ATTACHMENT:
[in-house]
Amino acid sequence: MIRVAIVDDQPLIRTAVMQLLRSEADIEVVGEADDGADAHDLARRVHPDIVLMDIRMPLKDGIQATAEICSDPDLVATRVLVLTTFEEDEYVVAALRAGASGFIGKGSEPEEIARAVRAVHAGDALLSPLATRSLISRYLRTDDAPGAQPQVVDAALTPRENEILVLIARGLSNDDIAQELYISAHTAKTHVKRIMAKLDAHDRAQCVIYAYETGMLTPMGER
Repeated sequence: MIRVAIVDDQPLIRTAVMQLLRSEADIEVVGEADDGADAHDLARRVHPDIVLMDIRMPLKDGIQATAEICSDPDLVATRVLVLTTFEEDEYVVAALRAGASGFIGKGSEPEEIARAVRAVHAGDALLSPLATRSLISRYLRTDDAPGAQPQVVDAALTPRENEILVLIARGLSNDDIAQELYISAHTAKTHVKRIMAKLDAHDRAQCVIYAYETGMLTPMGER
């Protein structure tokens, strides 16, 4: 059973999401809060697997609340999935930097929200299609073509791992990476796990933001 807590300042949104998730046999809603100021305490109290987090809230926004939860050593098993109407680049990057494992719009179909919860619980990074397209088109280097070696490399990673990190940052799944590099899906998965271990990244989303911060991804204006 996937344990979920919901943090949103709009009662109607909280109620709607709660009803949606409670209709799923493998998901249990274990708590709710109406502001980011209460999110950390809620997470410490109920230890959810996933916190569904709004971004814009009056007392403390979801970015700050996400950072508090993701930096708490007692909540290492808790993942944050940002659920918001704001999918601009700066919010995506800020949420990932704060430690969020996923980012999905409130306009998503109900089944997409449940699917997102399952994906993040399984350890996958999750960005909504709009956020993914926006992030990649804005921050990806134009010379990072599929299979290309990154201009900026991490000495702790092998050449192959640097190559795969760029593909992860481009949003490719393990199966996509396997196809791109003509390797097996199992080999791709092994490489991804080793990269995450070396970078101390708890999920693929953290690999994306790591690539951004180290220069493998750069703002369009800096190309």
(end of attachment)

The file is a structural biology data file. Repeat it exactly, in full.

[in-house]
Amino acid sequence: MIRVAIVDDQPLIRTAVMQLLRSEADIEVVGEADDGADAHDLARRVHPDIVLMDIRMPLKDGIQATAEICSDPDLVATRVLVLTTFEEDEYVVAALRAGASGFIGKGSEPEEIARAVRAVHAGDALLSPLATRSLISRYLRTDDAPGAQPQVVDAALTPRENEILVLIARGLSNDDIAQELYISAHTAKTHVKRIMAKLDAHDRAQCVIYAYETGMLTPMGER
Repeated sequence: MIRVAIVDDQPLIRTAVMQLLRSEADIEVVGEADDGADAHDLARRVHPDIVLMDIRMPLKDGIQATAEICSDPDLVATRVLVLTTFEEDEYVVAALRAGASGFIGKGSEPEEIARAVRAVHAGDALLSPLATRSLISRYLRTDDAPGAQPQVVDAALTPRENEILVLIARGLSNDDIAQELYISAHTAKTHVKRIMAKLDAHDRAQCVIYAYETGMLTPMGER
């Protein structure tokens, strides 16, 4: 059973999401809060697997609340999935930097929200299609073509791992990476796990933001 807590300042949104998730046999809603100021305490109290987090809230926004939860050593098993109407680049990057494992719009179909919860619980990074397209088109280097070696490399990673990190940052799944590099899906998965271990990244989303911060991804204006 996937344990979920919901943090949103709009009662109607909280109620709607709660009803949606409670209709799923493998998901249990274990708590709710109406502001980011209460999110950390809620997470410490109920230890959810996933916190569904709004971004814009009056007392403390979801970015700050996400950072508090993701930096708490007692909540290492808790993942944050940002659920918001704001999918601009700066919010995506800020949420990932704060430690969020996923980012999905409130306009998503109900089944997409449940699917997102399952994906993040399984350890996958999750960005909504709009956020993914926006992030990649804005921050990806134009010379990072599929299979290309990154201009900026991490000495702790092998050449192959640097190559795969760029593909992860481009949003490719393990199966996509396997196809791109003509390797097996199992080999791709092994490489991804080793990269995450070396970078101390708890999920693929953290690999994306790591690539951004180290220069493998750069703002369009800096190309």